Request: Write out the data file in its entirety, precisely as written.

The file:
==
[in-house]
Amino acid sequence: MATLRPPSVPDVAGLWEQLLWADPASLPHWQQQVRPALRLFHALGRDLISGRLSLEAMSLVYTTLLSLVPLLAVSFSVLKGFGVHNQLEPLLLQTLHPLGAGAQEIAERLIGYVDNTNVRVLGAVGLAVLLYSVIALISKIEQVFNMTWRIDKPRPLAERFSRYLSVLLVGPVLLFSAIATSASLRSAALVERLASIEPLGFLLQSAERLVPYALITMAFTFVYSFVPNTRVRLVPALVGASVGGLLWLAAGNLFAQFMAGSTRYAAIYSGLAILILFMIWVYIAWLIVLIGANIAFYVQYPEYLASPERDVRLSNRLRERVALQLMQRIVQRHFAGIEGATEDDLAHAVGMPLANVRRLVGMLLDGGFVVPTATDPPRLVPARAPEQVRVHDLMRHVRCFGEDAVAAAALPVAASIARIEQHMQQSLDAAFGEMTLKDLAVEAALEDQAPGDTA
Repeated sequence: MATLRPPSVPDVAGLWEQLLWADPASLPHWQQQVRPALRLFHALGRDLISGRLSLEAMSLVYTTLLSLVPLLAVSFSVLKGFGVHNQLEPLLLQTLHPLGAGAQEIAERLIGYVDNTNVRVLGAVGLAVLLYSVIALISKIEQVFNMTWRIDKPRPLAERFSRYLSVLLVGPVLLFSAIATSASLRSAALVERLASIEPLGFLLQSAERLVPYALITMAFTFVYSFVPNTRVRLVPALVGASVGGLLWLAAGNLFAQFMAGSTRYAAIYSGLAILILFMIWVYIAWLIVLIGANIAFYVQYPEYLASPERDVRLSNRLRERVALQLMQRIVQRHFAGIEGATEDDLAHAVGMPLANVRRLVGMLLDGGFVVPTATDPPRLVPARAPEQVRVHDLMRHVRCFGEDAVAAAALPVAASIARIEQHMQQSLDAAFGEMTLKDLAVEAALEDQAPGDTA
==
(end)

[in-house]
Amino acid sequence: MATLRPPSVPDVAGLWEQLLWADPASLPHWQQQVRPALRLFHALGRDLISGRLSLEAMSLVYTTLLSLVPLLAVSFSVLKGFGVHNQLEPLLLQTLHPLGAGAQEIAERLIGYVDNTNVRVLGAVGLAVLLYSVIALISKIEQVFNMTWRIDKPRPLAERFSRYLSVLLVGPVLLFSAIATSASLRSAALVERLASIEPLGFLLQSAERLVPYALITMAFTFVYSFVPNTRVRLVPALVGASVGGLLWLAAGNLFAQFMAGSTRYAAIYSGLAILILFMIWVYIAWLIVLIGANIAFYVQYPEYLASPERDVRLSNRLRERVALQLMQRIVQRHFAGIEGATEDDLAHAVGMPLANVRRLVGMLLDGGFVVPTATDPPRLVPARAPEQVRVHDLMRHVRCFGEDAVAAAALPVAASIARIEQHMQQSLDAAFGEMTLKDLAVEAALEDQAPGDTA
Repeated sequence: MATLRPPSVPDVAGLWEQLLWADPASLPHWQQQVRPALRLFHALGRDLISGRLSLEAMSLVYTTLLSLVPLLAVSFSVLKGFGVHNQLEPLLLQTLHPLGAGAQEIAERLIGYVDNTNVRVLGAVGLAVLLYSVIALISKIEQVFNMTWRIDKPRPLAERFSRYLSVLLVGPVLLFSAIATSASLRSAALVERLASIEPLGFLLQSAERLVPYALITMAFTFVYSFVPNTRVRLVPALVGASVGGLLWLAAGNLFAQFMAGSTRYAAIYSGLAILILFMIWVYIAWLIVLIGANIAFYVQYPEYLASPERDVRLSNRLRERVALQLMQRIVQRHFAGIEGATEDDLAHAVGMPLANVRRLVGMLLDGGFVVPTATDPPRLVPARAPEQVRVHDLMRHVRCFGEDAVAAAALPVAASIARIEQHMQQSLDAAFGEMTLKDLAVEAALEDQAPGDTA